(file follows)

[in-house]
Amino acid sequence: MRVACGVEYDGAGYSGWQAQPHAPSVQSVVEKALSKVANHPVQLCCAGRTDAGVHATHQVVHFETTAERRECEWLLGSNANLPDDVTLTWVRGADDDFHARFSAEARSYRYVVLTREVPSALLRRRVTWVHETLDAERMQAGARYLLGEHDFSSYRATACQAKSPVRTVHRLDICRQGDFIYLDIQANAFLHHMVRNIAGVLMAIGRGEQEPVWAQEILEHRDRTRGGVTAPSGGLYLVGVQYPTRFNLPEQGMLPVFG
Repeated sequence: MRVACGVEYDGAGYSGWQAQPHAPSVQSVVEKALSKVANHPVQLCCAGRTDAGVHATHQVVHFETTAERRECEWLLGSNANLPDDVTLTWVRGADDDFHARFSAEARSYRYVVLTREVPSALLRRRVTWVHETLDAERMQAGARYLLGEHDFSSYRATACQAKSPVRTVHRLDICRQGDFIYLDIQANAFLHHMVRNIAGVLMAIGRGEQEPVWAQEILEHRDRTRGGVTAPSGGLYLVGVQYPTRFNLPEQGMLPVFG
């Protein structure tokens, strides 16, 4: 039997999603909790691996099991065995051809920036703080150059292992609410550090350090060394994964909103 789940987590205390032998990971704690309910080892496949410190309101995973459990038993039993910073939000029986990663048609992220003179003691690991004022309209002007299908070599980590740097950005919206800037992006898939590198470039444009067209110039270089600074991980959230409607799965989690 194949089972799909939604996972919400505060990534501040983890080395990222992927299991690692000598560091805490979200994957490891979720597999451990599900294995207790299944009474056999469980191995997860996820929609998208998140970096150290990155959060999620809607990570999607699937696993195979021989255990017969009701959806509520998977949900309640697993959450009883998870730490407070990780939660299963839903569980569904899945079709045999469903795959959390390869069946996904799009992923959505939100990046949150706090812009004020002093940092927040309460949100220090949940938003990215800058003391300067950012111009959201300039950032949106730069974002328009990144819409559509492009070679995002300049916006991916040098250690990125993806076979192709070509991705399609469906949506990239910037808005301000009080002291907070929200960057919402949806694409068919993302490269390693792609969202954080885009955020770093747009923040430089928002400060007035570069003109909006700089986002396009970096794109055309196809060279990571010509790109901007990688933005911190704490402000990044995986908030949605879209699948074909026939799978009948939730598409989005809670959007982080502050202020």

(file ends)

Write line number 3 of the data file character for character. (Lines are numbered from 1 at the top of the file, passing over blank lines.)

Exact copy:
Repeated sequence: MRVACGVEYDGAGYSGWQAQPHAPSVQSVVEKALSKVANHPVQLCCAGRTDAGVHATHQVVHFETTAERRECEWLLGSNANLPDDVTLTWVRGADDDFHARFSAEARSYRYVVLTREVPSALLRRRVTWVHETLDAERMQAGARYLLGEHDFSSYRATACQAKSPVRTVHRLDICRQGDFIYLDIQANAFLHHMVRNIAGVLMAIGRGEQEPVWAQEILEHRDRTRGGVTAPSGGLYLVGVQYPTRFNLPEQGMLPVFG